Some people might think flossing is a big waste of time. After all, what purpose does running a small string in between your teeth serve anyway? You already brush your teeth twice a day to remove plaque, so does flossing really make much difference?
When you brush your teeth and depending on how you do it, you are only removing plaque from three of the four sides of the teeth – the front, the back, and the top. The bristles on your tooth brush cannot easy get in between each tooth, so you are not brush the left and right sides of your teeth.
Plus, as you brush, you could inadvertently push plaque into the small openings in between the teeth. To illustrate, picture an outdoor patio deck on the back of a home. In between each board are small gaps. When you clean your deck and scrub the deck boards, soap and water can get into the gaps, but it is not easy to get a brush into this area, much like in between your teeth.
Flossing is the only way to truly get in between the teeth and ensure the left and right sides also have plaque removed. Otherwise, cavity-causing bacteria can form and slowly start eating away at the enameled layer of the teeth.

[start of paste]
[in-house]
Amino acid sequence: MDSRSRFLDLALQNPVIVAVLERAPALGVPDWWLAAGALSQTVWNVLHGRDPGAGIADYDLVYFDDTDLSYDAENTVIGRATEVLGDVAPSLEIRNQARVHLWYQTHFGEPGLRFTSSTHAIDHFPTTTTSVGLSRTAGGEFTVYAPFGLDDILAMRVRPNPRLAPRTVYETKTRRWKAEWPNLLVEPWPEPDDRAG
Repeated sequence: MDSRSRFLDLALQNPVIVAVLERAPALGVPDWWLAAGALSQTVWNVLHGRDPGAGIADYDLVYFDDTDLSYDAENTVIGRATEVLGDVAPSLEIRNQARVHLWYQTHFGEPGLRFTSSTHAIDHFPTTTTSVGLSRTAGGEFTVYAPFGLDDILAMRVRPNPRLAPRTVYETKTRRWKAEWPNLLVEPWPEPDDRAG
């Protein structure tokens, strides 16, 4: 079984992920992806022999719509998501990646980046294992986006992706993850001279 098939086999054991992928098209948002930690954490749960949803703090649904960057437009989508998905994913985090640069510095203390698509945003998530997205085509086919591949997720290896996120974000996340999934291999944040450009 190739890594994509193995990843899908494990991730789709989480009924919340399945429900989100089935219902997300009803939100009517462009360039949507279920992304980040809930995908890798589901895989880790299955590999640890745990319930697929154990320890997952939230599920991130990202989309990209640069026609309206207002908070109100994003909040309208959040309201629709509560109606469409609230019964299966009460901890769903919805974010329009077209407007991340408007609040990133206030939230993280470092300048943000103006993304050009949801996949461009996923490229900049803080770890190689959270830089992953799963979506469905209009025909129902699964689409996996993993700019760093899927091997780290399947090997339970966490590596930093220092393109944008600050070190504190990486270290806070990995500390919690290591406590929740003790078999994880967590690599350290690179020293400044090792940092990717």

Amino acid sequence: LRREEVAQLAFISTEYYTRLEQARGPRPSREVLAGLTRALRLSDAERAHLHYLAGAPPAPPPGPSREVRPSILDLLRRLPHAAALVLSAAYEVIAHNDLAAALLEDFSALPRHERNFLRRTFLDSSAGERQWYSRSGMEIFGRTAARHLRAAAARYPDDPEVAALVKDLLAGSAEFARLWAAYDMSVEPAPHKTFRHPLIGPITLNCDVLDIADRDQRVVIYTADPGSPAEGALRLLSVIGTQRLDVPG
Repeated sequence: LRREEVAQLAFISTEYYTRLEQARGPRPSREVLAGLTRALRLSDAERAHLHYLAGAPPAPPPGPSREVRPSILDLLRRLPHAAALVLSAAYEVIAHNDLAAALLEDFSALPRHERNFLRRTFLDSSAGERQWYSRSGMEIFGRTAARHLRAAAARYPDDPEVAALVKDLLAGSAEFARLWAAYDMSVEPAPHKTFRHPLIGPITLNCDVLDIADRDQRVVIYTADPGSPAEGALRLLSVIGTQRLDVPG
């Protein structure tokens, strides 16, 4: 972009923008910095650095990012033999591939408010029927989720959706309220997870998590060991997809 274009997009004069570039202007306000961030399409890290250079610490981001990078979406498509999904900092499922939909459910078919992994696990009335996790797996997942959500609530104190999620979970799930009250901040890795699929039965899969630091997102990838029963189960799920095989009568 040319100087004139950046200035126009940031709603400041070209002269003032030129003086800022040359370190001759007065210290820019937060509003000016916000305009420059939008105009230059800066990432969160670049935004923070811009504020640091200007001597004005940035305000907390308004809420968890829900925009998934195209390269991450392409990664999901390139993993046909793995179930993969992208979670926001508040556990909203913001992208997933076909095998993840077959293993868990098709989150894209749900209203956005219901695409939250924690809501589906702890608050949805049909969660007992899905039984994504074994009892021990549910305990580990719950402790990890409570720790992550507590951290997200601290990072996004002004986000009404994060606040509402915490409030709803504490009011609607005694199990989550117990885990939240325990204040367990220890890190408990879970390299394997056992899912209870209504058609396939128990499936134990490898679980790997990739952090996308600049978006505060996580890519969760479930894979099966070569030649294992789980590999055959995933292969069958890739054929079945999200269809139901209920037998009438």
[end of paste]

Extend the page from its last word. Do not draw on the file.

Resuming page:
In addition, as plaque hardens it is no longer sticky and easily removed with floss. Rather it becomes tartar and can start to irritate the gum tissue, which can lead to gum disease and periodontal disease.
How Much Does Flossing Really Help?
If you rush through the flossing process, it is not any different from brushing your teeth quickly. You will not remove much of the plaque and it will remain on the surface of your teeth. Yet, if you take your time and slowly floss in between each teeth so the floss is ran down the side of the tooth to the gum, it can help remove a large amount of dental plaque, as well as any trapped food particles.
What Should I Do If I Haven’t Been Flossing?
It is never too late to change your dental habits and start flossing regularly, once a day. However, it is a good idea to have your teeth cleaned by your dentist or dental hygienist to ensure tartar and plaque have been sufficiently removed from in between the teeth. Then, brushing for at least two minutes twice a day and flossing once a day can help maintain that “dental visit clean feeling.”
When Is the Best Time to Floss?
Flossing in the evening before going to bed helps remove plaque and any trapped food particles from the meals and snacks you have consumed all day long. If you sleep with food particles caught in between the teeth, it can increase the amount of cavity-causing bacteria.
While it can seem difficult to change our dental habits and floss daily, doing so actually does matter. To get your teeth cleaned and find out the right way to floss, please feel free to contact Oasis Family Dental at (807) 623-2662 to schedule an appointment today!